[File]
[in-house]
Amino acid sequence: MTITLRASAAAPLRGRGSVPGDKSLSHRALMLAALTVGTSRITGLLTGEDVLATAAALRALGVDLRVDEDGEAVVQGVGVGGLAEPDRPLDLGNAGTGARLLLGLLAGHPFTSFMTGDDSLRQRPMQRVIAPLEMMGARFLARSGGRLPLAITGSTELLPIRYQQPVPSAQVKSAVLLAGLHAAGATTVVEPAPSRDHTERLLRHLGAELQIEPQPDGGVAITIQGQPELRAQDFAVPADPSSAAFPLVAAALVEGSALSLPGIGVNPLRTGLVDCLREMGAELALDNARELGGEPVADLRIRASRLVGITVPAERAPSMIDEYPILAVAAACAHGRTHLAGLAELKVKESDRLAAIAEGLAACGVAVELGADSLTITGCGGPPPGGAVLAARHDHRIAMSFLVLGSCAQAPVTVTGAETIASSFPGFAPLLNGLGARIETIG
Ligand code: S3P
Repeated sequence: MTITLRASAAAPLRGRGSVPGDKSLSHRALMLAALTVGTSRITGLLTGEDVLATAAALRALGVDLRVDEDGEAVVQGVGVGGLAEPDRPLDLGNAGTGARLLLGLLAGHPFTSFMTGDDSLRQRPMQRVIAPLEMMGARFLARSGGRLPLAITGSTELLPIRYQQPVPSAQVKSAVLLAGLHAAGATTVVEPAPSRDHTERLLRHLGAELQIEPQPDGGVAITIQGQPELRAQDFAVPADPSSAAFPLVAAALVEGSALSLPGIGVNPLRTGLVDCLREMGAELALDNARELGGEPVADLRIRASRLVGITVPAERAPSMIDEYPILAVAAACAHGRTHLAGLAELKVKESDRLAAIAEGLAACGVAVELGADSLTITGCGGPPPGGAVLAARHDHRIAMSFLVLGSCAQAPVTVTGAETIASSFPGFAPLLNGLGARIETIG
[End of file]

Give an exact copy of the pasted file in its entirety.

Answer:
[in-house]
Amino acid sequence: MTITLRASAAAPLRGRGSVPGDKSLSHRALMLAALTVGTSRITGLLTGEDVLATAAALRALGVDLRVDEDGEAVVQGVGVGGLAEPDRPLDLGNAGTGARLLLGLLAGHPFTSFMTGDDSLRQRPMQRVIAPLEMMGARFLARSGGRLPLAITGSTELLPIRYQQPVPSAQVKSAVLLAGLHAAGATTVVEPAPSRDHTERLLRHLGAELQIEPQPDGGVAITIQGQPELRAQDFAVPADPSSAAFPLVAAALVEGSALSLPGIGVNPLRTGLVDCLREMGAELALDNARELGGEPVADLRIRASRLVGITVPAERAPSMIDEYPILAVAAACAHGRTHLAGLAELKVKESDRLAAIAEGLAACGVAVELGADSLTITGCGGPPPGGAVLAARHDHRIAMSFLVLGSCAQAPVTVTGAETIASSFPGFAPLLNGLGARIETIG
Ligand code: S3P
Repeated sequence: MTITLRASAAAPLRGRGSVPGDKSLSHRALMLAALTVGTSRITGLLTGEDVLATAAALRALGVDLRVDEDGEAVVQGVGVGGLAEPDRPLDLGNAGTGARLLLGLLAGHPFTSFMTGDDSLRQRPMQRVIAPLEMMGARFLARSGGRLPLAITGSTELLPIRYQQPVPSAQVKSAVLLAGLHAAGATTVVEPAPSRDHTERLLRHLGAELQIEPQPDGGVAITIQGQPELRAQDFAVPADPSSAAFPLVAAALVEGSALSLPGIGVNPLRTGLVDCLREMGAELALDNARELGGEPVADLRIRASRLVGITVPAERAPSMIDEYPILAVAAACAHGRTHLAGLAELKVKESDRLAAIAEGLAACGVAVELGADSLTITGCGGPPPGGAVLAARHDHRIAMSFLVLGSCAQAPVTVTGAETIASSFPGFAPLLNGLGARIETIG